TSP4 — The upward and upward journey of Bajaj Auto

Aakash Ahuja
2 min readApr 21, 2022
Rahul Bajaj

The 1970s were the most difficult time to do business in India. The effects of the 2 wars still taking their toll, the license raj rampant, foreign exchange dwindling, and frequent new government policies to keep businesses in check.

Dhirubhai Ambani always said that the government is the most important stakeholder in a business. In 70s the most important stakeholder turned its back on businesses.

Bajaj Auto faced diverse challenges.

To begin with, Kamalnayan Bajaj, Rahul Bajaj’s father decided to align with Congress (O) rather than the ruling Congress (I).

The government had decided to devalue the Indian Rupee against the US dollar from at-par value to just above Rs. 4.

The license raj did not allow them to expand capacity — Yes, in those days you needed the government’s permission to expand capacity. The applications were denied since “the country had limited resources and little demand for your scooters.”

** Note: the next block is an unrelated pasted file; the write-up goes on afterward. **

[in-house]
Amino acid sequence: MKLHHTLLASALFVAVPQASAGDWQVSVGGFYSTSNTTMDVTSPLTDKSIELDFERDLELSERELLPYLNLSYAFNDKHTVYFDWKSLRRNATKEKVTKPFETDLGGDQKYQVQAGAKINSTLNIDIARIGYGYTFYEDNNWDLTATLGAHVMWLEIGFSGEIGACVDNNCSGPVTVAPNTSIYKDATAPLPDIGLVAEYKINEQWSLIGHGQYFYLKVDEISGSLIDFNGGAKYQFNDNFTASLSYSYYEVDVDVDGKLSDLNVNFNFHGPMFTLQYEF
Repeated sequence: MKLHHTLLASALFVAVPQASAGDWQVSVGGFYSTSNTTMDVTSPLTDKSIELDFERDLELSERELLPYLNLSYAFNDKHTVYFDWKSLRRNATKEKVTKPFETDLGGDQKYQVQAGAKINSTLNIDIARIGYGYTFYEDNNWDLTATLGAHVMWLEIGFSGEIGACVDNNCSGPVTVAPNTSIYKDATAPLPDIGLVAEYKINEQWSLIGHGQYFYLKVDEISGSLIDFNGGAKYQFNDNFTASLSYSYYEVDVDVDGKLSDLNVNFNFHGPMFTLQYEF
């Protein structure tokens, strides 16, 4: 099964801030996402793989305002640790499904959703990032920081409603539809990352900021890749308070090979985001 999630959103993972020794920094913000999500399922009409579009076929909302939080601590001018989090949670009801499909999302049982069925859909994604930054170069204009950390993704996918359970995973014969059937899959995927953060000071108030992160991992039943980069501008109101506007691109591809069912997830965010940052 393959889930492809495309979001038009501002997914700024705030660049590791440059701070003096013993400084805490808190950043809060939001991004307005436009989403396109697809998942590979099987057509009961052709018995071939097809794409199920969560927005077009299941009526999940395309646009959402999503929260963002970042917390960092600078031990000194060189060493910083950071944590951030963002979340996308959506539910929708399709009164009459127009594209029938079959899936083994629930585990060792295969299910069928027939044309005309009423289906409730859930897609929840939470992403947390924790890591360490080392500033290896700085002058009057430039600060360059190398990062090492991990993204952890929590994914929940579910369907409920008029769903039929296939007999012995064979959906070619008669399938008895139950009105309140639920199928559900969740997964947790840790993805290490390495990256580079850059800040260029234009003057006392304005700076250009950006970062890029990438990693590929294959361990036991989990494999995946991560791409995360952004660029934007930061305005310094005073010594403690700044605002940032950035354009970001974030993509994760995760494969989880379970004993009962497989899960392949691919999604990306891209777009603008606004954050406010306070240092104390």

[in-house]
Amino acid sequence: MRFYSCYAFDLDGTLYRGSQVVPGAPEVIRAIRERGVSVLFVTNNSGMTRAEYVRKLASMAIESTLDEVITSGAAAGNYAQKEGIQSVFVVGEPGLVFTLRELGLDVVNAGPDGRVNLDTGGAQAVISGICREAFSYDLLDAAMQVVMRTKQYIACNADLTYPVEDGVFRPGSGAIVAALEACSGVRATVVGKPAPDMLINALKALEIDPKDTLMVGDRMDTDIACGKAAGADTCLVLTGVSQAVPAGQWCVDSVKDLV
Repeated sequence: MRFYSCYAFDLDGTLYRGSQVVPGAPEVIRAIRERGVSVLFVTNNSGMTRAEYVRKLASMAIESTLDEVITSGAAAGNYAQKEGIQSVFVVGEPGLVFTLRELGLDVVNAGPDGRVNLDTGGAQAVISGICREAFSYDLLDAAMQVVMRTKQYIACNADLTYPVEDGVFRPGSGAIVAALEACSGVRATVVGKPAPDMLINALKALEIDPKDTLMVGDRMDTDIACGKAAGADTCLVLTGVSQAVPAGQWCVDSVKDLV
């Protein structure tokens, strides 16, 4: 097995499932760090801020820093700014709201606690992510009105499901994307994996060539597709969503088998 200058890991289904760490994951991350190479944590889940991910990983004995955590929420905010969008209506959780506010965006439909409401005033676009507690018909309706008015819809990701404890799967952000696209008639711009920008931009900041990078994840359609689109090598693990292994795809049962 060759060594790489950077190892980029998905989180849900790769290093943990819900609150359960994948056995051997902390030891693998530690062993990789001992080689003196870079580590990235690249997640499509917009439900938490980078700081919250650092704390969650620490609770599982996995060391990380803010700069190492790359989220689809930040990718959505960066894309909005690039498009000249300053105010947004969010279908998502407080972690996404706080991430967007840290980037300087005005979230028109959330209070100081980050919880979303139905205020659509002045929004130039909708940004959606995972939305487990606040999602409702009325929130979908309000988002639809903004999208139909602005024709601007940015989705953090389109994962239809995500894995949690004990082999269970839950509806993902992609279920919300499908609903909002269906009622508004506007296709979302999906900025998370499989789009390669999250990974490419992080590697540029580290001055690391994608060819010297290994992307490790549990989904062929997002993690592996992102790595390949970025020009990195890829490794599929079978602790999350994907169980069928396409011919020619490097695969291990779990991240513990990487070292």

Have you heard of Jawa, Rajdoot, Lambreta? Doesn’t matter. They were the competitors in those days. Some of them were favored by the government.

To make matters worse, the spare parts Bajaj Auto needed were to be imported from Piaggio, Italy. And foreign exchange deals were not approved by the government beyond a point.

Bajaj Auto kept matters simple:

1) Strategy was — to get volumes, at the lowest price, with the best quality. In Rahul Bajaj’s words, “You don’t need to go to Harvard to learn that.”

2) The foreign exchange problem was initially solved by loans from the World Bank, then by scouting for dealerships outside India. In a few years, Bajaj Auto was selling in Indonesia, Bangladesh, Ethiopia, Nigeria, and a few more countries.

3) In an audacious move, Bajaj Auto defied the license raj by producing more scooters than the license raj allowed. They could do that since they had identified a loophole in the policy. And Rahul Bajaj defended that in the government hearing.

4) Lastly, keeping some excess capacity helped. When finally the government needed extra foreign capital, they allowed scooters to be sold to different countries. In year 1, they fetched 9 cr for the country (a huge sum then), in year 2, they fetched 12 cr.

5) Establish an R&D center very early in the Akurdi plant.

And in all this, not once did they worry about the competition. The only thing they focussed on was where the customer was headed.

“Humara Bajaj” was a result of courage, & strategy, not luck or nepotism.

The Strategy Project

References:

Rahul Bajaj, an extraordinary life by Gita Parimal

--

--